Ewan McIntosh | Digital Media & Learning Resources and Tools for PBL Start to Finish Tips for downloading: PDF files can be viewed on a wide variety of platforms -- both as a browser plug-in or a stand-alone application -- with Adobe's free Acrobat Reader program. Click here to download the latest version of Adobe Reader. Documents to Help You Get Started The Hunger Games Project Documents Below are sample project-based learning documents from teachers Mary Mobley (English) and Michael Chambers (world history) of Manor New Technology High School in Manor, Texas. Back to Top Culture at Manor New Tech High School Manor Visitors Summary Sheet An overview of Manor New Tech for visitors, including mission statement, learning outcomes, and the school's commitments to their students Learning Outcomes Manor New Tech's learning outcomes for all classes Manor Bell Schedule Daily bell schedule for Manor New Tech Additional Resources on the Web Suggested Reading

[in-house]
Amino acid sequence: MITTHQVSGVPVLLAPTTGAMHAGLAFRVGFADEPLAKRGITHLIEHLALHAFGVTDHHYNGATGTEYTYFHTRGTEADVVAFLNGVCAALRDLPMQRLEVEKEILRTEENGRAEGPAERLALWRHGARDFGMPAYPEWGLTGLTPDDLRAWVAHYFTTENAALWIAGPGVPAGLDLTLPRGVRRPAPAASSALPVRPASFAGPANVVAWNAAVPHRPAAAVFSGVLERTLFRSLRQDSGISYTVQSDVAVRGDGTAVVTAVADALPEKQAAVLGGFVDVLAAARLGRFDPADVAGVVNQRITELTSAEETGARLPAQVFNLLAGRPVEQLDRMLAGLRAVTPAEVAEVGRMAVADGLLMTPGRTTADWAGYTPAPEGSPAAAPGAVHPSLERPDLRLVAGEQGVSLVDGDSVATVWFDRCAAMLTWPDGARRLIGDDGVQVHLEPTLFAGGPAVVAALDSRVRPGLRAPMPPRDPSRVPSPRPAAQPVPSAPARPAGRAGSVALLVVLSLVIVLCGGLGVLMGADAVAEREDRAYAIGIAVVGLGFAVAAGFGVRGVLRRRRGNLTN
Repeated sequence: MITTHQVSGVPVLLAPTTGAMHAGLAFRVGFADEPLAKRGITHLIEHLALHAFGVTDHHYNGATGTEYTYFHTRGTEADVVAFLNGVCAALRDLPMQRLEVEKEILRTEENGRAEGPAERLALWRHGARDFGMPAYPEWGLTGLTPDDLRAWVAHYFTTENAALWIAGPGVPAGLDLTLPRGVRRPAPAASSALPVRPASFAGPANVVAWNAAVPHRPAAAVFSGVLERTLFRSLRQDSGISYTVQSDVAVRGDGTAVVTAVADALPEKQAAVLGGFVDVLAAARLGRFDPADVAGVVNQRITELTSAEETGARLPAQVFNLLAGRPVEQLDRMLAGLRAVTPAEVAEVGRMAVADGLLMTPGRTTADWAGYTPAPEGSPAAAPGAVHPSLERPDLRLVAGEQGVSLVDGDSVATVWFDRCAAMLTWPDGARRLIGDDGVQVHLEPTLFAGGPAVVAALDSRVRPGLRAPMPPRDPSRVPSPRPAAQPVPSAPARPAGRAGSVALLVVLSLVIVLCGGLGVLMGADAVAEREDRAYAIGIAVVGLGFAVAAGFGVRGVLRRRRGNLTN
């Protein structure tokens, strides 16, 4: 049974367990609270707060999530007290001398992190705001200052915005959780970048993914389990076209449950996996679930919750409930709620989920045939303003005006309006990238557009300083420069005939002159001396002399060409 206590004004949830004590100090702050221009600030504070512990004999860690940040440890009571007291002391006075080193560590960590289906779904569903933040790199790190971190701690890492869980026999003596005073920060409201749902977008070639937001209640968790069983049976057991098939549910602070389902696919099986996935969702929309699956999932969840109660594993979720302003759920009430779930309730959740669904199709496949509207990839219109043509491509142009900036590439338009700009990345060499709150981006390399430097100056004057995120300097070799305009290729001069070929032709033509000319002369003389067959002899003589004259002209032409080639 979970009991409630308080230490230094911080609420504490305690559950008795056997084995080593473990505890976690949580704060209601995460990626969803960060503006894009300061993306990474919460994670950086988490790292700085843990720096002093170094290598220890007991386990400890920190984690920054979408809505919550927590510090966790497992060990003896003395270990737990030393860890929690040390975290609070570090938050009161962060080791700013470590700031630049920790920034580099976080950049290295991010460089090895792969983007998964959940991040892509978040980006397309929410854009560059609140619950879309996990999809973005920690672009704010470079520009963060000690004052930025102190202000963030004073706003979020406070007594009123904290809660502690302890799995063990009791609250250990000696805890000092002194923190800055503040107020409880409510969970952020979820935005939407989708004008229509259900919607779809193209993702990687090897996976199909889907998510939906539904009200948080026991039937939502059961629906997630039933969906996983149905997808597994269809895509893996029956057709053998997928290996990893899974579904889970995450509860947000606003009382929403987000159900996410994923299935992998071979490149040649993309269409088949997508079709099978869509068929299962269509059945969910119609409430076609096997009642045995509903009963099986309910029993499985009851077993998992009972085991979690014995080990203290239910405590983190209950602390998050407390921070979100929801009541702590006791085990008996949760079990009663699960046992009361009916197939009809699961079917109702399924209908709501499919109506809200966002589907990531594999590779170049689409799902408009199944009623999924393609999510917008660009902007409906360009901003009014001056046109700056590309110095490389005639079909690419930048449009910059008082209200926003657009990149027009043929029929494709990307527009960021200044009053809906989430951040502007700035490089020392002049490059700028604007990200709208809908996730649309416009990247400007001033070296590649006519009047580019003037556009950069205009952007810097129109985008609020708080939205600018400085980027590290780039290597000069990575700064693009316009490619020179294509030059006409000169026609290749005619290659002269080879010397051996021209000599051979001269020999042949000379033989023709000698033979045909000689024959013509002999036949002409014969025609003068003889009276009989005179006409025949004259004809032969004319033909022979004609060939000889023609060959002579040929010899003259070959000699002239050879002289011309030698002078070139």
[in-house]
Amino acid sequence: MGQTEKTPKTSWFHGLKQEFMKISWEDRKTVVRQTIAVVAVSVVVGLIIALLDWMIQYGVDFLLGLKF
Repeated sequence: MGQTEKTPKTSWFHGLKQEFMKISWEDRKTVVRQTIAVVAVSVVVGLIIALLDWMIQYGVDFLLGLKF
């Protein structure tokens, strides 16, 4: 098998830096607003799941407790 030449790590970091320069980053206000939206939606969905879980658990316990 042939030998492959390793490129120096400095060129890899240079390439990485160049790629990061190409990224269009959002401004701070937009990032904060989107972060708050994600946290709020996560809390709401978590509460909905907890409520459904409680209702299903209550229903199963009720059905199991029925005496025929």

Design thinking Design thinking stands for design-specific cognitive activities that designers apply during the process of designing.[1] Overview[edit] Design thinking has come to be defined as combining empathy for the context of a problem, creativity in the generation of insights and solutions, and rationality in analyzing and fitting various solutions to the problem context.[2] According to Tim Brown, CEO and president of IDEO, the goal of Design Thinking is "matching people’s needs with what is technologically feasible and viable as a business strategy" [3] The premise of teaching Design Thinking is that by knowing about how designers approach problems and the methods which they use to ideate, select and execute solutions, individuals and businesses will be better able to improve their own problem solving processes and take innovation to a higher level. Origins of the term[edit] (For a detailed evolution, see History, below.) Solution-based thinking[edit] Bryan Lawson Architects vs. Lawson found that: